"An eight-year-old girl was wounded.... We're fairly relieved because apparently there were no serious injuries but on the other hand, we are certain it was an explosive device," said Denis Broliquier, mayor of the city's Second Arrondissement.

"There was an explosion and I thought it was a car crash," said Eva, a 17-year-old student who was about 15 metres (50 feet) from the site of the blast.

"There were bits of electric wire near me, and batteries and bits of cardboard and plastic. The windows were blown out," she said.

France has been on high alert following a wave of deadly terror attacks since 2015 which have killed more than 250 people.

"It's an area in the very centre of Lyon, a major street," the city's deputy mayor in charge of security, Jean-Yves Secheresse, told BFM television.

"These areas are highly secured, the police are continually present," as were patrols by soldiers deployed in a long-running anti-terror operation, he said.

Lyon is the third-biggest city in France. The population of the city plus its extensive suburbs is 2.3 million.

The most recent package bomb in France dates back to December 2007, when an explosion in front of a law office in Paris killed one person and injured another. Police never found who carried out that attack.

(With agencies)


UN gives Myanmar aid cut warning over Rohingya camp closures

Updated 18 June 2019
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UN gives Myanmar aid cut warning over Rohingya camp closures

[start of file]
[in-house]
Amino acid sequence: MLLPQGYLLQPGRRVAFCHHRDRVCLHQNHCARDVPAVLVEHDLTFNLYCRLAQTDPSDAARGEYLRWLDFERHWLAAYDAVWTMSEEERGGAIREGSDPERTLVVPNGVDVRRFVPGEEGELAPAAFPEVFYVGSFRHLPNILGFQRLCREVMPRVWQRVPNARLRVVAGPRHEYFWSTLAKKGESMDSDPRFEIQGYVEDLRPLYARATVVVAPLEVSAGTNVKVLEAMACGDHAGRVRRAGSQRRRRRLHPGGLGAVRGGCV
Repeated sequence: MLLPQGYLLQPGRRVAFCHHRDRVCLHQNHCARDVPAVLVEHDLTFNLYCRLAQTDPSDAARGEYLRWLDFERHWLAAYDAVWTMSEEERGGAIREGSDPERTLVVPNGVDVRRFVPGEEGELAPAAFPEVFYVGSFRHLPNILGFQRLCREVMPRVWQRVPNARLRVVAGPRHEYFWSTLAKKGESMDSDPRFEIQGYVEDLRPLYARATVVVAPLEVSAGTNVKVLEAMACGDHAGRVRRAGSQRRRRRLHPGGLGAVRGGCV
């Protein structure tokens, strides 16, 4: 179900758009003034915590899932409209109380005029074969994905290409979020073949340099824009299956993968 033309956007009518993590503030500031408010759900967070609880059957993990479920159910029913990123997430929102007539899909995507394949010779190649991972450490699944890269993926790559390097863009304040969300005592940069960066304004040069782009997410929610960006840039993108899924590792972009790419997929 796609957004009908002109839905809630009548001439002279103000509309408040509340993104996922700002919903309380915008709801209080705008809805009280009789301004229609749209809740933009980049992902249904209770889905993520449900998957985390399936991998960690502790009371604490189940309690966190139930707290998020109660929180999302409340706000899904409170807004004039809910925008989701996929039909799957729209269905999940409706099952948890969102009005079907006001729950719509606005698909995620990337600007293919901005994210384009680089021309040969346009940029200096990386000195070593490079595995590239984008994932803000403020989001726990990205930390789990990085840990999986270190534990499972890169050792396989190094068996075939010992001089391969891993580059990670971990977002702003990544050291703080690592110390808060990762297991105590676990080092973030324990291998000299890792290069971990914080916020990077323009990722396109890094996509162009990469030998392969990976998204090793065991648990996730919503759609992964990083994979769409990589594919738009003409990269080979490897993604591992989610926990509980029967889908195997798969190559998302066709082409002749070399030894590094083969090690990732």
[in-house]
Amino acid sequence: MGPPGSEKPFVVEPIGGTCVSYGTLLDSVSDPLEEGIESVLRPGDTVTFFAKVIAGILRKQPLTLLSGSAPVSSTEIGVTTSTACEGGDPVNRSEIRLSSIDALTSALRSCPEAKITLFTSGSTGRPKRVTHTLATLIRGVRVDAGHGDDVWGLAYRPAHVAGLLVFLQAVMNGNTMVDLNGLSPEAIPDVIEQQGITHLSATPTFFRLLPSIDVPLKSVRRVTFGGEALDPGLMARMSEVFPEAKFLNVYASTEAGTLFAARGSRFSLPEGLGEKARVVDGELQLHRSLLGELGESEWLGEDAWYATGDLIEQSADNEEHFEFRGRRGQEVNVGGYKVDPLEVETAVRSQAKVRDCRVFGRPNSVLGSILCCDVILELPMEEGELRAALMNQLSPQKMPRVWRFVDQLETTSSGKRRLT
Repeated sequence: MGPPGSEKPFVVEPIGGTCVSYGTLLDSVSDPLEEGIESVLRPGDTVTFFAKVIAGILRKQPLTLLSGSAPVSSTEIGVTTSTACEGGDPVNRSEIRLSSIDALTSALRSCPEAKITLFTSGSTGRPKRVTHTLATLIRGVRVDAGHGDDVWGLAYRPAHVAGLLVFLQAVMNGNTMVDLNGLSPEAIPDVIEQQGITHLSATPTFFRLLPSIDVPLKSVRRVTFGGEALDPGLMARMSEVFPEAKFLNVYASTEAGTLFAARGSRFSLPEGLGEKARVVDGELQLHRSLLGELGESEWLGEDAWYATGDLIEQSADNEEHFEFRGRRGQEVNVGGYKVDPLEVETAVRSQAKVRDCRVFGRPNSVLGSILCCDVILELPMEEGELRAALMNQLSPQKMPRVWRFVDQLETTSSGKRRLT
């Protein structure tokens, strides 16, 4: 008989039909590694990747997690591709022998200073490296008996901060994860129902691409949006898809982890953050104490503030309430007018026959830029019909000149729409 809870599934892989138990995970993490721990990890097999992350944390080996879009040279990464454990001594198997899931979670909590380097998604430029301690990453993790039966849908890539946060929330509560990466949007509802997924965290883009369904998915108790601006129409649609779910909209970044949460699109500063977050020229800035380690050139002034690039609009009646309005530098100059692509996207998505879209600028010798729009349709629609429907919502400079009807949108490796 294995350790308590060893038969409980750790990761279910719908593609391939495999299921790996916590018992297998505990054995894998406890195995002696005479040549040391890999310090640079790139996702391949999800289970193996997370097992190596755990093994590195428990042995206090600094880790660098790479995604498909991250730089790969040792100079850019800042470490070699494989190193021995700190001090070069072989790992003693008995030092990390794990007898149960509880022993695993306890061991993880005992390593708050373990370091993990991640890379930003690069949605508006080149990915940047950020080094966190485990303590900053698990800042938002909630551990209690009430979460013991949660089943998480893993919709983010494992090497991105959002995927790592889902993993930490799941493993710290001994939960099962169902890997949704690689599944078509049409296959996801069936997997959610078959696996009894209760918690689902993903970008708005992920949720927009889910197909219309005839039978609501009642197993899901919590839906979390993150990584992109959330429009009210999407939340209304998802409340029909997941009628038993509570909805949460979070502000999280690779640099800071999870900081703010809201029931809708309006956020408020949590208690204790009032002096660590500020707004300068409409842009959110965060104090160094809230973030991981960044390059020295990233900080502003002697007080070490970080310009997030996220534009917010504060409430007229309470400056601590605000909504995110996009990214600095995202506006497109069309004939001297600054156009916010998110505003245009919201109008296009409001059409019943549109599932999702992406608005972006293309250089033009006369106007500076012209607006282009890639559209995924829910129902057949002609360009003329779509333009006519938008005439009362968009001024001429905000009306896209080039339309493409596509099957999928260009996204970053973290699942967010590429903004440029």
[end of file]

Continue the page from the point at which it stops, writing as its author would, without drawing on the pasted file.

• Myanmar has closed several camps holding around 9,000 Rohingya
  • They have not been allowed to return to their former homes and remain dependent on handouts

YANGON: The UN has warned it will pare back aid to thousands of Rohingya Muslims left destitute as Myanmar’s government closes camps in Rakhine state, over fears its continued support “risks entrenching segregation.”
Aid agencies are facing an increasingly sharp dilemma in the region as they balance relief for desperate communities with leverage over the government.
The majority of Myanmar’s Rohingya were driven into Bangladesh by a 2017 army crackdown, but around 400,000 remain inside conflict-battered Rakhine.
Those include nearly 130,000 held since 2012 in squalid camps, currently supported by UN agencies and humanitarian groups.
As part of its strategy to address the crisis, Myanmar has closed several camps holding around 9,000 Rohingya.
But they have not been allowed to return to their former homes and remain dependent on handouts. Instead, they are being settled in new accommodation close to the former camps.